Or even you don't need any lens. In this case, whole optical setup should be smaller so that your beam
can be accomodated by the aperture of your optics. But that's adequately possible.
B. The steering mirrors after the laser:
If you have a well elevated beam from the table (3~4 inches), you can omit two steering mirrors.
If you have a laser beam whose tilte can not be corrected by the laser mount, you can add a mirror to fix it.
C. The steering mirrors in the arms:
You don't need the steering mirrors in the arms as all d.o.f. of the Michelson alignment can be adjusted
by the beamsplitter and the mirror at the reflected arm. Also The arm can be much shorter (5~6 inches?)
D. The lenses and the mirrors after the PBS:
You can put one of the lenses before the PBS, instead of two after the lens.
You can omit the mirror at the reflection side of the PBS as the PBS mount should have alignment adjustment.
The simpler, the faster and the easier to work with!
This is a quite nice measurement. Much better than the previous one.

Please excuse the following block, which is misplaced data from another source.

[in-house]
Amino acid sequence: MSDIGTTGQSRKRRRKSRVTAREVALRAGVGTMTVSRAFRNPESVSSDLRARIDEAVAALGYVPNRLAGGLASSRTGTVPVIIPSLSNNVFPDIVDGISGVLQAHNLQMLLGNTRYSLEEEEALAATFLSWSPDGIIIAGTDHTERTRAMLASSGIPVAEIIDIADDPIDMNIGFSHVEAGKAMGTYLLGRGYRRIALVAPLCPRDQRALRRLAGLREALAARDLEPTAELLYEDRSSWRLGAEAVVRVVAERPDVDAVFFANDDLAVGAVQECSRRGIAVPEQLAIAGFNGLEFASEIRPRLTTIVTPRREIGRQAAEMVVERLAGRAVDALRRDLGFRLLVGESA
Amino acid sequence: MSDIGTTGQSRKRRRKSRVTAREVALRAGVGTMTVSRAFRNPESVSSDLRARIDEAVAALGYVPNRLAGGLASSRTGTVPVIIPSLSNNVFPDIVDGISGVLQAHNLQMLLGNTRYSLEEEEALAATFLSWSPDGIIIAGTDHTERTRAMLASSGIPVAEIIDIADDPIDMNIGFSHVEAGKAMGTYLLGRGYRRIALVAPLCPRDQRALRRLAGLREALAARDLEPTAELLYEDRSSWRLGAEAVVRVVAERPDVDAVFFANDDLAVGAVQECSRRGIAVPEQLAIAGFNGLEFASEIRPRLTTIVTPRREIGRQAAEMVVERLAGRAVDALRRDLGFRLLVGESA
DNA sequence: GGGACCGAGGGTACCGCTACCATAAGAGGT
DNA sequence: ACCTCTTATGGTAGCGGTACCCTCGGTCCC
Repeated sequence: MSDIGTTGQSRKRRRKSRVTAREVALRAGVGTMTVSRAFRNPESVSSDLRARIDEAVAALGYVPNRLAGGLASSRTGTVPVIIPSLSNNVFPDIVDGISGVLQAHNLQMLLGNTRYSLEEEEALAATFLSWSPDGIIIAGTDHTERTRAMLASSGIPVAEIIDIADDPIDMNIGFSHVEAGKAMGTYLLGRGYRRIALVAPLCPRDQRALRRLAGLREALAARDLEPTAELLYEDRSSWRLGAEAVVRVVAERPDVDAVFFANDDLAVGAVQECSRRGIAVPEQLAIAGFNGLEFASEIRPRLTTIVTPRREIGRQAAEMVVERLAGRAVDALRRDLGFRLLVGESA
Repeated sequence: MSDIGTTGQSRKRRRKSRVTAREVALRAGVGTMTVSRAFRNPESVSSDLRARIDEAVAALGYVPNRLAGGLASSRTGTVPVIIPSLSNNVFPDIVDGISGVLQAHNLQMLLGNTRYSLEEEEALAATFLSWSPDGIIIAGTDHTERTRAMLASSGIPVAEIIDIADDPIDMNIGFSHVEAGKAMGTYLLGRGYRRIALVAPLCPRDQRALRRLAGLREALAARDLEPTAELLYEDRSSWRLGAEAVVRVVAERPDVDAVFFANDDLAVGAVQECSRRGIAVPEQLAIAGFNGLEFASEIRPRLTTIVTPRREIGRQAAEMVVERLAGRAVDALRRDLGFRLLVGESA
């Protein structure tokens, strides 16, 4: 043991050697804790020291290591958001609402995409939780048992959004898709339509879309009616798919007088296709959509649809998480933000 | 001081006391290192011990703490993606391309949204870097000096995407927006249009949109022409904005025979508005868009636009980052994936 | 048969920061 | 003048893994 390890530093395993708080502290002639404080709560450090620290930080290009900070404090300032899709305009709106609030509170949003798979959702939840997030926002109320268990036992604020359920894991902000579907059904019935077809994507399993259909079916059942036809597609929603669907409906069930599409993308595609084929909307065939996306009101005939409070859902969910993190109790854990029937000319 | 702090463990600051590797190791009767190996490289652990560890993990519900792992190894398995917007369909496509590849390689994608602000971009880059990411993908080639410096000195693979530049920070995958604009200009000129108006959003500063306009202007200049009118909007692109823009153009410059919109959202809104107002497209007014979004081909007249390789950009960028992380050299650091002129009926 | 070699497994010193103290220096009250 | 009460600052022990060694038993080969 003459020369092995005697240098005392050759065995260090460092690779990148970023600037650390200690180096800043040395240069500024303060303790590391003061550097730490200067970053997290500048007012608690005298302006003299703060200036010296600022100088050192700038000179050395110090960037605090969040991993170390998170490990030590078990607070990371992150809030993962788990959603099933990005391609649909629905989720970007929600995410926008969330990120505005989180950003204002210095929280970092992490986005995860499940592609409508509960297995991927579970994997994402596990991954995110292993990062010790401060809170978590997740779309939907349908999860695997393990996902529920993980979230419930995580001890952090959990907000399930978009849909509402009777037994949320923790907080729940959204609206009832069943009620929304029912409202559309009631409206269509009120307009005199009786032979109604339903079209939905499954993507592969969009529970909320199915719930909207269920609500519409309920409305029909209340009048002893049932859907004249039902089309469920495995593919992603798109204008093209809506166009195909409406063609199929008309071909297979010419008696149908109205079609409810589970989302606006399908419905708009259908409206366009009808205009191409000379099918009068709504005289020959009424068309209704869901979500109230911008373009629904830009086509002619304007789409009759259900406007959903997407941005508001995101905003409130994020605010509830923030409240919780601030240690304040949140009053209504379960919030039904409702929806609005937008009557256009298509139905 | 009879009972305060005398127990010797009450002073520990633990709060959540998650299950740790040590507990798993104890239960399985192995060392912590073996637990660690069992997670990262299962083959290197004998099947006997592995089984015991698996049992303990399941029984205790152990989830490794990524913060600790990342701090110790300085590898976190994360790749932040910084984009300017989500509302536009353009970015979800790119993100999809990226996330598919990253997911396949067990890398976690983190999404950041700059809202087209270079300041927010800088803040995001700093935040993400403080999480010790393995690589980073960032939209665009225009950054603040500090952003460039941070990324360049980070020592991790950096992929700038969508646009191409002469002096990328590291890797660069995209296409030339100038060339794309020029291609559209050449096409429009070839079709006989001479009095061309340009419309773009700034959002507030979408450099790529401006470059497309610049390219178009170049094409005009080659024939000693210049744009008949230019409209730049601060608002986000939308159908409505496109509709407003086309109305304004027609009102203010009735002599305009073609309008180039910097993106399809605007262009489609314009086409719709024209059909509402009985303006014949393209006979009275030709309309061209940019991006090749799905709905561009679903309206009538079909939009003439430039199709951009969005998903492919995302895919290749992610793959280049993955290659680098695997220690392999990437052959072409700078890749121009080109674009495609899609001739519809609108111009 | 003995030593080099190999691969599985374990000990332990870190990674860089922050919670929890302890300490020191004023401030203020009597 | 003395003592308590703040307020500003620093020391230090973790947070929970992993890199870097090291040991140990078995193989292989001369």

1) For further steps, I think now you need to connect the real EOM at the end in order to incorporate
the capacitance and the loss (=resistance) of the EOM. Then you have to measure the input impedance
of the circuit. You can measure the impedance of the device at Wilson house.
(I can come with you in order to consult with Rich, if you like)
Before that you may be able to do a preparatory measurement which can be less precise than the Wilson one,
but still useful. You can measure the transfer function of the voltage across the input of this circuit,
and can convert it to the impedance. The calibration will be needed by connecting a 50Ohm resister
on the network analyzer.
2) I wonder why the model transfer function (TF) has slow phase changes at the resonance.
Is there any implicit resistances took into account in the model?
If the circuit model is formed only by reactive devices (Cs and Ls), the whole circuit has no place to dissipate (= no loss).
This means that the impedance goes infinity and zero, at the resonance and the anti-resonance, respectively.
This leads a sharp flip of the phase at these resonances and anti-resonances.
The real circuit has small losses everywhere. So, the slow phase change is reasonable.
At least one problem is the mis-centering of the resonant spot on MC2, which can be viewed with the video monitors. It's very far from the center of the optic, which causes length-to-angle coupling that makes the mulitple servos which actuate on MC2 (MCL, WFS, local damping) fight each other and go unstable.
I played with the MC alignment for the beam centering. After that, I restored the alignment values.
In principle, one can select the MC2 spot as one likes, while the transmitted beam axis to the IFO is not changed